Our last full day in Crete was spent hiking the Samaria Gorge, an eleven mile stretch through the White Moutains. The trail begins outside the village of Omalos and concludes in Agia Roumeli, a fishing village perched on the Libyan Sea. The hike was long and the terrain fluctuated based on our elevation. We began in fragrant pine forests, descended through the abandon village of Samaria to rocky water-filled canyons and finished when we hit the hot sea swept streets dotted with family-owned taverns. Upon arrival to Agia Roumeli it wasn’t long before our relaxing hike turned to anarchy as we realized that the only ferry back to the bus we needed to get to Chania arrived at the bus station after the bus was scheduled to leave. It took a bit of communication and a whole lot of trust, but we finally decided to believe what the locals were telling us; that the bus always waited for the ferry.
Thankfully, they were absolutely right, so while we waited for the ferry to arrive we enjoyed house specials, a Greek salad flecked with rose petals and outstandingly fresh fish with capers and stewed summer vegetables, from a curiously under the radar tavern.
Fatigued we headed back to Chania and caught the next possible bus to Heraklion, Crete’s largest port city, where we took a ferry to Santorini. Heraklion was the most metropolitan, but I have to say, at seven in the morning, the old port was surprisingly peaceful as it hummed with fishermen who were busy loading and unloading their boats.
Crete treated us well; the food was hyper-local, the people were kind and the sights were incredible. However, if I were to do it again I would rent a car and give myself more time on the island.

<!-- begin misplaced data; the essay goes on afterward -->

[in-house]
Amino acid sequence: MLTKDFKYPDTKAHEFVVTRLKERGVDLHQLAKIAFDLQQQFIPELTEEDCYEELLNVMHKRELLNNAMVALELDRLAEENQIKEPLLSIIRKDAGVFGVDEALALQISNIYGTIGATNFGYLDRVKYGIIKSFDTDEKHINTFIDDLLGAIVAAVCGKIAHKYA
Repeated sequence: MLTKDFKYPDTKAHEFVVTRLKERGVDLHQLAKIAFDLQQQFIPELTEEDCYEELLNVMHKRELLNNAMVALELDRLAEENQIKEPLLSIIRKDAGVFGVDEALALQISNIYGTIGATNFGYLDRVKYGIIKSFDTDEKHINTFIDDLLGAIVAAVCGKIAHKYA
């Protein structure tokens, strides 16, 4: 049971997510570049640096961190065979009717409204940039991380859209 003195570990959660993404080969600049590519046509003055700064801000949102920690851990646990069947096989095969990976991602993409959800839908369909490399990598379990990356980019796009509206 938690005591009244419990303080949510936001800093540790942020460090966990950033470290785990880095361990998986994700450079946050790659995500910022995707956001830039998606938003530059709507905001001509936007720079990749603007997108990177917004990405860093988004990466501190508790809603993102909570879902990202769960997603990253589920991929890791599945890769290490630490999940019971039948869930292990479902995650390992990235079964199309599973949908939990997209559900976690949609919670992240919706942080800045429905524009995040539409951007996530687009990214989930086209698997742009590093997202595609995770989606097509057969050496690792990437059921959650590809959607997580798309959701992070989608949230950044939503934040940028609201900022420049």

August 2, 2012 § 32 Comments
Greece gets all of the oohs and ahs when I share my travels, and with good reason. Athens acted as the take off point where our Boston flight connected to our Tel-Aviv flight so my time there was a bit segmented.
Despite our time limit Shann and I were able to visit the Acropolis, a rocky hill on which the Parthenon is located. Like the astounding view from the Acropolis, the Parthenon, the Theater of Dionysus, and the Erechtheion were beyond impressive.
Some time during our few hours in the city we visited the main market in Plaka, the city center of Athens. The market was relatively small but boasted the best (and least smelly) collection of pristine seafood I’ve ever seen. Red mullet, sardines, octopus, sea urchins, clams, mussels, squid and a cornucopia of other creatures were splayed on beds of ice mounted in front of prideful vendors. As if the Mediterranean seafood was not enough, the nuts, legumes, lentils and dried fruit proved why the Greek diet is considered one of the best in the world.
After some trekking we were ready to eat so we headed back to a tall staircase that was nestled between more taverns and cafes than anyone could imagine. There we ate at Sissifo’s Tavern and were not at all disappointed. To quiet our stomachs that were still sour from the thought of airplane food, we indulged in grilled octopus (a local specialty), eggplant stuffed with soft cheese and basil, vine leaves in a lemon sauce and boiled wild greens drenched in extra virgin olive oil topped off with crusty bread and a couple glasses of the house red.
Aside from the food, Athens did not strike me as memorable until I spent the night. With the mass amounts of tourists, the daylight hours felt a bit artificial. After dark the artificial Athens dissolved into the beauty we found roaming the back allies hoping to stumble upon a quality spot to get drinks and dinner with the locals. Quickly I found myself wishing we had more time in the city.
It was then, our only night in Athens, that I tried Moussaka, a Greek specialty with some serious competition behind it. Moussaka is a compilation of fried eggplant and ground meat topped with a fluffy Bechamel sauce. Each tavern claims they make the best Moussaka, and each time all you can do is smile, nod and tell them you’d like to judge for yourself. The Moussaka we had in Athens was the only Moussaka we ate, but I bet it was just as they said it was; easily the best in all of Athens.